The functioning of the skin
- General: 2m² of surface area, 16% of the mass of the body with an average thickness of 1.2 mm
- Its role: barrier function + thermoregulation + transmission of information + vehicle of the immune response
- The epidermis: keratinocytes + melanocytes
- The dermis: fibroblasts + elastin
- The hypodermis: adipocytes
Our skin is an organ in its own right of our organism. And it impresses with its surface area, although it is not as large as that of our intestines or lungs. It obviously depends from one individual to another but is on average 2m². What is impressive, imagine a piece of leather 2m long by 1m wide and 1.2 mm thick. It is also heavy because it represents 16% of the weight of the body! After these few figures we quickly understand that our skin is large and heavy but what is its role?
2. Its role
Its main role is its barrier function, which we already mentioned in episode 5 on hyaluronic acid. Indeed, the main role of the skin is to make a physical barrier between the outside of our body and the inside, thus it prevents foreign bodies from entering our body. Similarly, it also prevents water loss from our body to the outside.
In addition to performing the function of a barrier, the skin also serves to regulate the temperature thanks to the sweating process, it also receives sensory information and is involved in the immune response process.
But what is it for? And how is it organized?
Now that we know what it is used for, how is it organized?
The skin is organized into three layers, the closer the layer is to the surface, the thinner it is. The most superficial layer is the epidermis.
3.a 1st cell type
The epidermis is the most superficial layer of the skin, it does not contain blood vessels and is composed of 4 types of cells. But we will only concern ourselves with two for simplicity. Keratinocytes are cells that organize themselves like bricks on a wall. They are renewed continuously at the level of the basal part of the epidermis.
Then the new cells push the old cells more and more towards the superficial part. The morphology of keratinocytes changes a little depending on their depth in the epidermis. They will be more elongated towards the basal part and crush and die on reaching the superficial part of the epidermis.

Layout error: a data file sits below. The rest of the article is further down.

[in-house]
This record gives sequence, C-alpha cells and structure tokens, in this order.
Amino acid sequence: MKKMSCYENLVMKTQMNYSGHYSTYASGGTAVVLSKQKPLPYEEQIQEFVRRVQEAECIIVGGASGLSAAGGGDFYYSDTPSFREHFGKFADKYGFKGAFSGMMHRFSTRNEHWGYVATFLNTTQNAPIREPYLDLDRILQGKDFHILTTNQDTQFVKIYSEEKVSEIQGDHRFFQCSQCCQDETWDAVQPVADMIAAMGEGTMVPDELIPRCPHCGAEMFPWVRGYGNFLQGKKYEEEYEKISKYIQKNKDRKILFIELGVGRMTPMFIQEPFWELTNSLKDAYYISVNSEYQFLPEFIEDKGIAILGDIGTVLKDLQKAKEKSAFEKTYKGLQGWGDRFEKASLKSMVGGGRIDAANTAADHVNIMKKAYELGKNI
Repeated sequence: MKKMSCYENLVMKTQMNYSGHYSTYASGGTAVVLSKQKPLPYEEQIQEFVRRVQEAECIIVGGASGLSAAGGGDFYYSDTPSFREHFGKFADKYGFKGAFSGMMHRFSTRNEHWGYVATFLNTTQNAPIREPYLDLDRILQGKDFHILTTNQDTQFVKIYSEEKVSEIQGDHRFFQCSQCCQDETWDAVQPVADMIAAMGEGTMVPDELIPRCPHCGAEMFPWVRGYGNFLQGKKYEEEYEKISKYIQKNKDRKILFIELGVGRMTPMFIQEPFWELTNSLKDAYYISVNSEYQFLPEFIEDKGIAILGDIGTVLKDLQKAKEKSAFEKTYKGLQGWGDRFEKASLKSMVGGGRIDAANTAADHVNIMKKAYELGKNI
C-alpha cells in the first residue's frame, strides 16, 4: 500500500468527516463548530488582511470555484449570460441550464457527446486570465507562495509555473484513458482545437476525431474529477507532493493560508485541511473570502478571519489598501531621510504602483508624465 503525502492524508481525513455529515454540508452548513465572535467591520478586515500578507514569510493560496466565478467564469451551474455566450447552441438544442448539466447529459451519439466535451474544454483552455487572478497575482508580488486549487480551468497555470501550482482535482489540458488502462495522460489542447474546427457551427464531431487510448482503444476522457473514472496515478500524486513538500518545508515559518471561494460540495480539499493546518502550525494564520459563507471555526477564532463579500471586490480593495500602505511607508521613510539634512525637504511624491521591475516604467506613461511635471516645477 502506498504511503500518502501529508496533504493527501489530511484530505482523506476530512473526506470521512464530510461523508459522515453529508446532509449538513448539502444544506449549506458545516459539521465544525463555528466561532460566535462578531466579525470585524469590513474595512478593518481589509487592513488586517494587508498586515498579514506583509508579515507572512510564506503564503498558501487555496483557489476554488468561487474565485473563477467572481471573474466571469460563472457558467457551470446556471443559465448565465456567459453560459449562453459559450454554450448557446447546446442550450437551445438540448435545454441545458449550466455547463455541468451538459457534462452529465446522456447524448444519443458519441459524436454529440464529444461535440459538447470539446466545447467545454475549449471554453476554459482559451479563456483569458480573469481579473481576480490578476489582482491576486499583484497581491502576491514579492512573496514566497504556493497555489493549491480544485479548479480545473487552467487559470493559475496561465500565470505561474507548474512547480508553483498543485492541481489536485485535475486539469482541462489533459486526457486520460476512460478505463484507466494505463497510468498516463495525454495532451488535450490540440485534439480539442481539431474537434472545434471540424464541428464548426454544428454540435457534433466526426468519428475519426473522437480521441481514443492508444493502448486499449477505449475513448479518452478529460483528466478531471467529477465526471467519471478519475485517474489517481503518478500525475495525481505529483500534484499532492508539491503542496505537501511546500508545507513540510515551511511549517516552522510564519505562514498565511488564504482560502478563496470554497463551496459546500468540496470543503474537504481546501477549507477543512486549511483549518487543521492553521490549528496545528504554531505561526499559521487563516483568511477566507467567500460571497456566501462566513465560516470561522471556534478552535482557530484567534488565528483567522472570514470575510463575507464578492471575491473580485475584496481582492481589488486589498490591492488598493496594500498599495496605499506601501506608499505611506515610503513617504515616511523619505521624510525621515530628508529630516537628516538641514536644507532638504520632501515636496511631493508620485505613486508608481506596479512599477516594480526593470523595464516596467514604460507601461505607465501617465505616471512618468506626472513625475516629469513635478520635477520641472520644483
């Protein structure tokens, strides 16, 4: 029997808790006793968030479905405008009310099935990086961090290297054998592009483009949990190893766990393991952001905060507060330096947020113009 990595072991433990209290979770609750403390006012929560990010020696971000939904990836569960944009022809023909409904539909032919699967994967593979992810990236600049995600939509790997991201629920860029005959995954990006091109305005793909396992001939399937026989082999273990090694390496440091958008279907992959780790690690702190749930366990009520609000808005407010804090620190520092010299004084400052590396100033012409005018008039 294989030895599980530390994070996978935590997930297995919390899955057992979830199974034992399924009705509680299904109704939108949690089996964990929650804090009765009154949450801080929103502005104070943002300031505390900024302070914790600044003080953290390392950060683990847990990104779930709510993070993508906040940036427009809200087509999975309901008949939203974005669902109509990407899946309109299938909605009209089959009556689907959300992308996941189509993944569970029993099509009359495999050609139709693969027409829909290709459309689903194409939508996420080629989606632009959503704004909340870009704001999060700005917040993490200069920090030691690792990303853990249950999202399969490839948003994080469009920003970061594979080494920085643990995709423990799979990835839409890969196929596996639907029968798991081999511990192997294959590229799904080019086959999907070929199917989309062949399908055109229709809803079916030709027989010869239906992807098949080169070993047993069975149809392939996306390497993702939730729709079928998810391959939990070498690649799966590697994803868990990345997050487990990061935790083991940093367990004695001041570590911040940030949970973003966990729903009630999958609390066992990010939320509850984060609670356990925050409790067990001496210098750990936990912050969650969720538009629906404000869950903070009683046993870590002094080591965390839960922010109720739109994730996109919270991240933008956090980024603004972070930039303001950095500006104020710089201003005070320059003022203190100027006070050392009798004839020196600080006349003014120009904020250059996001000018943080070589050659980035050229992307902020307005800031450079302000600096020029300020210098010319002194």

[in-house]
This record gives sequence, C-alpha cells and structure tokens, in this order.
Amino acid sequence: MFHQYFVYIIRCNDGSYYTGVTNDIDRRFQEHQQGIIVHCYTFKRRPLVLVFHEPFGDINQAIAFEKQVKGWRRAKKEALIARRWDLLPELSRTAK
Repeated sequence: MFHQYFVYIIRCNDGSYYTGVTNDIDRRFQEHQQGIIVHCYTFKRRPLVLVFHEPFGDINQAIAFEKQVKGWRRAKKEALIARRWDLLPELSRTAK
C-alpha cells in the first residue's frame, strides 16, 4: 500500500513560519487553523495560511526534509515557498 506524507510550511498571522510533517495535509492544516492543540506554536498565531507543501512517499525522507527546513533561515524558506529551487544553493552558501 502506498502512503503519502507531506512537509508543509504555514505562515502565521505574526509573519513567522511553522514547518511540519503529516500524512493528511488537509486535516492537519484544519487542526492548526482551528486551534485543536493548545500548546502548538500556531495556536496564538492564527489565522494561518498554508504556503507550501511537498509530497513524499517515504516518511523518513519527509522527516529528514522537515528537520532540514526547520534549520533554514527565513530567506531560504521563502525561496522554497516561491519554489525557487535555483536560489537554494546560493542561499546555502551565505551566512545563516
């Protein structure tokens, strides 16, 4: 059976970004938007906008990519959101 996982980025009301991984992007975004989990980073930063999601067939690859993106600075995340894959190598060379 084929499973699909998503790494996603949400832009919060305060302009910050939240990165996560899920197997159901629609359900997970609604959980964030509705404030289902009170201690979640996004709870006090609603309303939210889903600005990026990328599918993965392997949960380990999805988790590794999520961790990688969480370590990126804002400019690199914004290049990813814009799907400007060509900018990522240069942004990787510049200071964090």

Besides, the superficial part is the stratum corneum because the keratinocytes become corneocytes by dying and approaching the surface of the skin. They are also said to be dander .
So I'm sure you see the link with what is called desquamation , which refers to the loss of our scales, therefore our corneocytes, also called dead skin cells.
To come back to keratinocytes, its lifespan, from its production to its desquamation, is around 28 days, which is why I would always advise you to evaluate the effectiveness of a cosmetic product in 28 days because this is the time it takes for the epidermis to renew itself .
3.b 2nd cell type
Then the second type of cells in the epidermis are the melanocytes. Melanocytes are not in the form of bricks like keratinocytes but in the form of stars.
These are the cells that pigment the skin . Their number, their sizes and the type of pigments they produce will influence the skin phototype. The phototype is a classification of skin colors and their sensitivity to the sun. For example, white skin that burns in the sun is phototype I, while dark brown skin that never burns in the sun is phototype VI.
The second layer under the epidermis is the dermis, which we will see in the next part.
4. The dermis
Deeper in the epidermis, there is the dermis. The dermis contains an abundant network of blood vessels that help regulate temperature in particular.
It also contains collagen and elastin. Collagen is a protein that supports tissues and elastin is a protein that gives skin elasticity. The quantity of these two proteins decreases with age and explains the sagging of the tissues.
They are produced by cells called fibroblasts and since collagen and elastin are proteins, they are not cells and they are part of the outside, the outside of the cells, which is called the extracellular matrix.
The dermis also contains the bulbs of the hairs and the glands which secrete the sebum which are connected to them. It contains sensory receptors to receive sensory information, that is to say so that we feel the pressures applied to us on the skin as well as the temperatures.5. The hypodermis
And then the hypodermis is the deepest layer that contains the fatty cell called adipocytes, they help regulate temperature, shock absorber and act as an energy reserve.
The skin diagram